Any anthology, of course, is only as good as its individual contributions. Sometimes, if good fortune, a careful selection of contributors, and judicious editing combine, the sum can be better than the parts, as is the case in this compilation. In spite of its size, all contributors faced the same problem of how best to use their allotted space. Their common problem was to decide what should be included vs. what could most expeditiously be omitted and yet still provide the coverage and analysis required. This reviewer was pleased with the decisions made by all the contributors, except with regard to the number of figures. The total number is high (162), but surprisingly, because of their distribution, there are actually too few for a book of this magnitude and gravitas. Some chapters appropriately include none, while others skimp on illustrations when more would have been salutary. One suspects that behind this inconsistency stood a publisher’s mandate to limit the number of figures.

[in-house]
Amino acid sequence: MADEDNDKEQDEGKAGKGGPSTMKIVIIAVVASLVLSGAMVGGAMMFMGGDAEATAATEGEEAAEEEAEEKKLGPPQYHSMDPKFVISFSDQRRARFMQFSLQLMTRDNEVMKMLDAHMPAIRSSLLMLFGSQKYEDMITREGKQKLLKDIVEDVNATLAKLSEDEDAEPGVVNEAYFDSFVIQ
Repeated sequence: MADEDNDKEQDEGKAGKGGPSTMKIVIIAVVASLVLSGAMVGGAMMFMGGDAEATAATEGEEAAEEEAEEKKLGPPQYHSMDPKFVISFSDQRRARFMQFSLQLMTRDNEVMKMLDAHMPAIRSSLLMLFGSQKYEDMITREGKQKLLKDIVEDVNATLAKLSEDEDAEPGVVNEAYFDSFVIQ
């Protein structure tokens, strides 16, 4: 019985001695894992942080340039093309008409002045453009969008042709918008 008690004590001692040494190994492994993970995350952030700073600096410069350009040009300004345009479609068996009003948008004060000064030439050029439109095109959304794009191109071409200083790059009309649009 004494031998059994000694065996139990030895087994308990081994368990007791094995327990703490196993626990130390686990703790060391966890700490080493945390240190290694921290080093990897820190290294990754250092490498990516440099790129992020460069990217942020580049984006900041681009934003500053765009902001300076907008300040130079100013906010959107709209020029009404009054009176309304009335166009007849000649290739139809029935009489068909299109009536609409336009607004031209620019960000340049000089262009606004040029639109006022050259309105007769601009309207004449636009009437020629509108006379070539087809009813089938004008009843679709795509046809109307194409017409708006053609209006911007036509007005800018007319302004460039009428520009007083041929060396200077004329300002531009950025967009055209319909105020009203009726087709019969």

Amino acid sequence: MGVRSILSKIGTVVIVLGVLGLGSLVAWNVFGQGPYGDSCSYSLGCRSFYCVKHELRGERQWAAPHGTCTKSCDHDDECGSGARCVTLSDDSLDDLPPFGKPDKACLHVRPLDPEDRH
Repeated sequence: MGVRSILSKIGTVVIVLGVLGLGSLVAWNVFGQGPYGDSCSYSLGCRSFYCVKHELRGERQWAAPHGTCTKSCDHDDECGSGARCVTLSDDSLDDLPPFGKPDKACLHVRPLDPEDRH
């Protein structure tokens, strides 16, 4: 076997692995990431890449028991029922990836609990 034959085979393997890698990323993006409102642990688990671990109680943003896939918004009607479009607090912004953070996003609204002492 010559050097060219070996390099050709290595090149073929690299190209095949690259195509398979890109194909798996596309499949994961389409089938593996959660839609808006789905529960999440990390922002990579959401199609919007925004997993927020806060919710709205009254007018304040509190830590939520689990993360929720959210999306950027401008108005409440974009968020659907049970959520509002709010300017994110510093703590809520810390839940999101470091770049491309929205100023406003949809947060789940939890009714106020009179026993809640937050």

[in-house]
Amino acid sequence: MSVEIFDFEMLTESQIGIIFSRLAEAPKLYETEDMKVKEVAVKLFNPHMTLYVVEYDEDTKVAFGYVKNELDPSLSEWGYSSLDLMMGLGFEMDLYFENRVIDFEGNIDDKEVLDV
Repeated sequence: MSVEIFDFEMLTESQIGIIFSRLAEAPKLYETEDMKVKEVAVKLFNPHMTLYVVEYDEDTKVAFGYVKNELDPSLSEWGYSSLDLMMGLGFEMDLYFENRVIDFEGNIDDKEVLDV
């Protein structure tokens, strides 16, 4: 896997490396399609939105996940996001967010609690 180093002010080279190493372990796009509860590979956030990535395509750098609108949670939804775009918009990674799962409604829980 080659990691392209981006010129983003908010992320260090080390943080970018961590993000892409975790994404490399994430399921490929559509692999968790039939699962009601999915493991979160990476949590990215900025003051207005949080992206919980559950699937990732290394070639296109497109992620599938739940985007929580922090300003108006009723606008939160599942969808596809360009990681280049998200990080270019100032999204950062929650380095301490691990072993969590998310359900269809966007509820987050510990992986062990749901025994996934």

Oleson was successful in convincing those scholars whose research we might expect to see in such a work to contribute articles on their special interests. For example, Blackman was the perfect choice to write on ancient harbor technology—updating and expanding his earlier seminal articles on ancient harbors while including a new examination of ancient ship sheds, a current research interest. De Souza’s essay, “Greek Warfare and Fortification,” offers an abridged but lucid assessment of the Greek contribution to the technology of war, except that only three pages are devoted to naval warfare, a subject that requires a much fuller treatment, which happily he is now preparing for publication elsewhere. Unfortunately, Davies’ chapter, “Roman Warfare and Fortification,” omits any reference to warfare on the sea. Lancaster provides a panoptic survey and analysis of recent scholarship on Roman engineering and construction. McGrail writes a thoughtful précis on ancient ships and navigation, although the inevitable space restrictions limited him to including only two pages on navigation, a subject needing far greater coverage. Wilson and Greene both offer three wide-ranging and thoughtful essays, while Wikander and Ulrich each contribute two.